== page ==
Neuroscience of Emotion, Cognition, and Decision Making: A Review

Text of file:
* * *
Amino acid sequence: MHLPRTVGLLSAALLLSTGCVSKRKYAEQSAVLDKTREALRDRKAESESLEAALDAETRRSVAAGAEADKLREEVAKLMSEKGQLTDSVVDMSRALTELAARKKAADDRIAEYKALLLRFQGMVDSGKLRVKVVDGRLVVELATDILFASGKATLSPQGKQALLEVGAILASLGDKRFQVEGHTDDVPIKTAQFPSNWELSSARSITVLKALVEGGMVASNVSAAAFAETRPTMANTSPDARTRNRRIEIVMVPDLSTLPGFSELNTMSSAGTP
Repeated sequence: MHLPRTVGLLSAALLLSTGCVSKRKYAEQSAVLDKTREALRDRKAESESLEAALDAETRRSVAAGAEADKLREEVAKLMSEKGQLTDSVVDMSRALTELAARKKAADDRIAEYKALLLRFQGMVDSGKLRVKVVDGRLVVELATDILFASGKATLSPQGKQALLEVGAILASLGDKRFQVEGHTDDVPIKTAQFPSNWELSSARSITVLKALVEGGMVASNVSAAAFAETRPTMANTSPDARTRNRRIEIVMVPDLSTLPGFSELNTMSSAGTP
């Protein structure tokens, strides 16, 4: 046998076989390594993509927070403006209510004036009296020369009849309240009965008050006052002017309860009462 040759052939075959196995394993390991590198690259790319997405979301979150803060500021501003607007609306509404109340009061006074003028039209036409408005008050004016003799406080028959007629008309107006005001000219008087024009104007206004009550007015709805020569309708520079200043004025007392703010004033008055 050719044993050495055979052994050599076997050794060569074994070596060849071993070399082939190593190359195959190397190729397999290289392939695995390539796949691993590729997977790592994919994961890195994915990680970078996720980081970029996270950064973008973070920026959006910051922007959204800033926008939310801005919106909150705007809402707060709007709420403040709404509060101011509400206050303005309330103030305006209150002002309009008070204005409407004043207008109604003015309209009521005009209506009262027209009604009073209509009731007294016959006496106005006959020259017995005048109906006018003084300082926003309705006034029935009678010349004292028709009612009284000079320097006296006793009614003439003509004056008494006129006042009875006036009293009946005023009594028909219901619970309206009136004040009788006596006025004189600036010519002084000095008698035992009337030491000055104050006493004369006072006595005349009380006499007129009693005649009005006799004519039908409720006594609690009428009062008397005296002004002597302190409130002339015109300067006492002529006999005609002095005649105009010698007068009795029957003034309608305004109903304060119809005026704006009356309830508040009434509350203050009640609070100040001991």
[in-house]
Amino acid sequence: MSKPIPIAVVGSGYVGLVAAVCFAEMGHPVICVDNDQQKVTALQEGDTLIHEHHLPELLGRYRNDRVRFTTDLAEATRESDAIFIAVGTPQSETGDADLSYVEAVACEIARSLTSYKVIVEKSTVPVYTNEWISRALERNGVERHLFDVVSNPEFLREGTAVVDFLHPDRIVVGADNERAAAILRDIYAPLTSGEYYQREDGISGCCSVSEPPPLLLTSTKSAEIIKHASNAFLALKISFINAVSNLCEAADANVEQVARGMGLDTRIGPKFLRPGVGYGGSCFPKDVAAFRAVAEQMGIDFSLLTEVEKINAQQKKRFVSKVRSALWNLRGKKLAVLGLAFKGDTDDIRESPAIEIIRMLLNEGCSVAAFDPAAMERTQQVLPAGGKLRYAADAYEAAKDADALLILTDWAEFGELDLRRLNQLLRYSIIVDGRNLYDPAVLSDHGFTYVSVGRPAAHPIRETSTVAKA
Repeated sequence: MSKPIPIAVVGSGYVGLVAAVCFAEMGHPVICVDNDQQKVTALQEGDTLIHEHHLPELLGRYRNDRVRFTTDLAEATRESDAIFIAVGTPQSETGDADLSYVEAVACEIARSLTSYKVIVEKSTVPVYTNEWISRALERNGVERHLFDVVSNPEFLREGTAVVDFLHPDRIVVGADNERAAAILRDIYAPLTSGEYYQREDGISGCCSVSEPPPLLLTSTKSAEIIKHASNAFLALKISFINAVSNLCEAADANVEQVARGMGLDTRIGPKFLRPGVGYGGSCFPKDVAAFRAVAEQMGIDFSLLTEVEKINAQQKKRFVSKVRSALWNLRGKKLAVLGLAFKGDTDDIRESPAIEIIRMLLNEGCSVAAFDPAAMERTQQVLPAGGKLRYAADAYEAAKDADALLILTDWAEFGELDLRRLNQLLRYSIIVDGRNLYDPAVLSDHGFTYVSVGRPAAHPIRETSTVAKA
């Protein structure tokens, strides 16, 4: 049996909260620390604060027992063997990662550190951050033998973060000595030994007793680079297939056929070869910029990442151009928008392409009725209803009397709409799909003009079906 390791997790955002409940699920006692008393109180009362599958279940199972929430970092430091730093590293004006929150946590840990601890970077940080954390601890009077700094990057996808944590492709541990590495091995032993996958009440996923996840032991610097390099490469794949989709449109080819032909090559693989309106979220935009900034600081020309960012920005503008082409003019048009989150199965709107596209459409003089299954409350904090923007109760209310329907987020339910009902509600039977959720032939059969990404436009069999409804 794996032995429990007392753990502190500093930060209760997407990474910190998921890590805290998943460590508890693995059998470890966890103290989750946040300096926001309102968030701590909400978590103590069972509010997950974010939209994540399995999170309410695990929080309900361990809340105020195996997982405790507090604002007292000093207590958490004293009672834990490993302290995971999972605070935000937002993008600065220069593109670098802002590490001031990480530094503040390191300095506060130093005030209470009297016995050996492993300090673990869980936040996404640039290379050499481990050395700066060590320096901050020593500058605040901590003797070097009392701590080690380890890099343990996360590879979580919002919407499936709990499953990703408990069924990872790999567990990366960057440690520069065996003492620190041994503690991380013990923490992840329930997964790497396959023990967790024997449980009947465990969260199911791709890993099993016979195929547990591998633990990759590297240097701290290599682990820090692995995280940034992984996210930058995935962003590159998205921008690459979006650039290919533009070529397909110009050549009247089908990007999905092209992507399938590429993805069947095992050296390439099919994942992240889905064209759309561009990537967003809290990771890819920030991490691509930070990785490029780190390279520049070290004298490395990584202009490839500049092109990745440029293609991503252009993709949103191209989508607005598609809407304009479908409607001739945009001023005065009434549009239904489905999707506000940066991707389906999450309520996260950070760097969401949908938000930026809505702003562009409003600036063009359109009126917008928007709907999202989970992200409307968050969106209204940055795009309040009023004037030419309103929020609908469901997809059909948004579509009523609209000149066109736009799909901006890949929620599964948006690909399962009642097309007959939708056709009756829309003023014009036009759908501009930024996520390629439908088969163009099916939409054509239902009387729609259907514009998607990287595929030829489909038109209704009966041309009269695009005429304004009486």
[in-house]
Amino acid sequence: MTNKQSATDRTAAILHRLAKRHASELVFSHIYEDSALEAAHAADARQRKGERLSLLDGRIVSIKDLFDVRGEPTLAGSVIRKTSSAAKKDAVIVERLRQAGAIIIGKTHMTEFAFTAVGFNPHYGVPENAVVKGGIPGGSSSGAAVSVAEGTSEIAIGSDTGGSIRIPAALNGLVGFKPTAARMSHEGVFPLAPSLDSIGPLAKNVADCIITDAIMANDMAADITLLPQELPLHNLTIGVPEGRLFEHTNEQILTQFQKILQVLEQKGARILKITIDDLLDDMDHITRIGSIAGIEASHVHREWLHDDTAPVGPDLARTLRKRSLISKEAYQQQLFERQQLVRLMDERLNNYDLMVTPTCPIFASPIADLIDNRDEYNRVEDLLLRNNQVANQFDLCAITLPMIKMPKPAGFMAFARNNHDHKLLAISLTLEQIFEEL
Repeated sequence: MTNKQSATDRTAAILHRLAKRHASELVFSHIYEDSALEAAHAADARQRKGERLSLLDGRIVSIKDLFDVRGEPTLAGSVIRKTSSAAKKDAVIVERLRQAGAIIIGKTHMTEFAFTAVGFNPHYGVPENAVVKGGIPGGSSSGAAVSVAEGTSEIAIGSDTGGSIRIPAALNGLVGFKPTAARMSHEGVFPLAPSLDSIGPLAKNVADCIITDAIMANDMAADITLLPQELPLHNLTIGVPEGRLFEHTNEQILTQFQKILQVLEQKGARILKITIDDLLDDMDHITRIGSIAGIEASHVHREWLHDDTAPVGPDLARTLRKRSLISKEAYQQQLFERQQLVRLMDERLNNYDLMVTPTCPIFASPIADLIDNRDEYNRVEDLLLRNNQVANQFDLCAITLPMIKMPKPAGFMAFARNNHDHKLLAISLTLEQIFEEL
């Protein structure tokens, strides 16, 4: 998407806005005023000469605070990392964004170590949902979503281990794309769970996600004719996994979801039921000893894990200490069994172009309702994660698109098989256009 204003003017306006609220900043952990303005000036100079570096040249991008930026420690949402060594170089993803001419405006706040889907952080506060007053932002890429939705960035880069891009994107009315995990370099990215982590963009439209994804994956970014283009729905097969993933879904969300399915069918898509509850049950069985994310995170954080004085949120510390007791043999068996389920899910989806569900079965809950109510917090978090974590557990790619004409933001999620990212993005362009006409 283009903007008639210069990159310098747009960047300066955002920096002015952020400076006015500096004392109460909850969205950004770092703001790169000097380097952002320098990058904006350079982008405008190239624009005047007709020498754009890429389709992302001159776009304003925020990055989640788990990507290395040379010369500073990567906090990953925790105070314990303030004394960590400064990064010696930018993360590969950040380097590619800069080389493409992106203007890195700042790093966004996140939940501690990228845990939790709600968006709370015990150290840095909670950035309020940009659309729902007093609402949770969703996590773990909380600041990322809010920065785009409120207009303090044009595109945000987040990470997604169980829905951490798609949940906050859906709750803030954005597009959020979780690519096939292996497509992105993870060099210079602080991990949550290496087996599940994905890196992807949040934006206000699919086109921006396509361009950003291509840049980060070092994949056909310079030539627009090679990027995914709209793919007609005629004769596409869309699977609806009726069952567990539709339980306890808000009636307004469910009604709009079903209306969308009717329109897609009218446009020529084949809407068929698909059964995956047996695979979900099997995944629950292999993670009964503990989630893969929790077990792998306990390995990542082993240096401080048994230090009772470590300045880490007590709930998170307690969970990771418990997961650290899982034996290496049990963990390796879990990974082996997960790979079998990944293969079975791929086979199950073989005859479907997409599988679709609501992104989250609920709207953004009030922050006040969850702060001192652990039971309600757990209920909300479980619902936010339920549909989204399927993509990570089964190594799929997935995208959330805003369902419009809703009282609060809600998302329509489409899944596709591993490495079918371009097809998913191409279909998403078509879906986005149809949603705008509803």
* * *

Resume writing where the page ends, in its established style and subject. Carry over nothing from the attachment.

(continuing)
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The traditional idea of emotion and cognition in Western culture is that emotion is separate from, and inferior to, cognition. This article reviews results from experimental neuroscience that refute this notion and support the idea that emotion and cognition are partners that depend on each other for organized decision making. Cooperation between cortical and subcortical parts of the brain is essential for behavior that adapts successfully to the environment in pursuit of goals. Concurrently, there has been a rich development of computational neural network theories that combine emotion as a source of values with reason as a process of discerning the actions that will best implement those values. Incorporating the partnership view of emotion and cognition encourages integration of those two aspects of the psyche, with benefit both for mental illness treatment and for making society more cooperative.
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